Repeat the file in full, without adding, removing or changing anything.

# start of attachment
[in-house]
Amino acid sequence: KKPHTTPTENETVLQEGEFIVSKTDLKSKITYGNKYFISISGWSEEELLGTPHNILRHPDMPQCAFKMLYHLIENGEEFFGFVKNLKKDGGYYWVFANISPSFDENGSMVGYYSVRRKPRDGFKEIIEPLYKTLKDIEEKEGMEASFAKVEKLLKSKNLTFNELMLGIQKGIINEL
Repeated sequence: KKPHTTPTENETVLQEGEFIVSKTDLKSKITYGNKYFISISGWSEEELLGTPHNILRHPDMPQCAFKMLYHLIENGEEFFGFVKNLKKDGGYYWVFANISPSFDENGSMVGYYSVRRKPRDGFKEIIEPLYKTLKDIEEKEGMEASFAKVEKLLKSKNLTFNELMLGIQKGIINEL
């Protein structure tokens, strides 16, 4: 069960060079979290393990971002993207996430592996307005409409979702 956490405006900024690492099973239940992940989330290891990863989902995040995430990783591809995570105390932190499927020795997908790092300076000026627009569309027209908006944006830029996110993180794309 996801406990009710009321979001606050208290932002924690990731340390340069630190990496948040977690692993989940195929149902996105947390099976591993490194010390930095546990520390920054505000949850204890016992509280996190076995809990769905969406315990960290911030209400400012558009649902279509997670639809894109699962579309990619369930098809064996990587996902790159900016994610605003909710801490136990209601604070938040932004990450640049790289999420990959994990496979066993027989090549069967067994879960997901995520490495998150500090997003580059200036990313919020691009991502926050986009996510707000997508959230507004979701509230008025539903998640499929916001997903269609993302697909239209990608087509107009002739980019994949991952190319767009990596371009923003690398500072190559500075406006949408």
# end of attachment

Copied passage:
[in-house]
Amino acid sequence: KKPHTTPTENETVLQEGEFIVSKTDLKSKITYGNKYFISISGWSEEELLGTPHNILRHPDMPQCAFKMLYHLIENGEEFFGFVKNLKKDGGYYWVFANISPSFDENGSMVGYYSVRRKPRDGFKEIIEPLYKTLKDIEEKEGMEASFAKVEKLLKSKNLTFNELMLGIQKGIINEL
Repeated sequence: KKPHTTPTENETVLQEGEFIVSKTDLKSKITYGNKYFISISGWSEEELLGTPHNILRHPDMPQCAFKMLYHLIENGEEFFGFVKNLKKDGGYYWVFANISPSFDENGSMVGYYSVRRKPRDGFKEIIEPLYKTLKDIEEKEGMEASFAKVEKLLKSKNLTFNELMLGIQKGIINEL
């Protein structure tokens, strides 16, 4: 069960060079979290393990971002993207996430592996307005409409979702 956490405006900024690492099973239940992940989330290891990863989902995040995430990783591809995570105390932190499927020795997908790092300076000026627009569309027209908006944006830029996110993180794309 996801406990009710009321979001606050208290932002924690990731340390340069630190990496948040977690692993989940195929149902996105947390099976591993490194010390930095546990520390920054505000949850204890016992509280996190076995809990769905969406315990960290911030209400400012558009649902279509997670639809894109699962579309990619369930098809064996990587996902790159900016994610605003909710801490136990209601604070938040932004990450640049790289999420990959994990496979066993027989090549069967067994879960997901995520490495998150500090997003580059200036990313919020691009991502926050986009996510707000997508959230507004979701509230008025539903998640499929916001997903269609993302697909239209990608087509107009002739980019994949991952190319767009990596371009923003690398500072190559500075406006949408």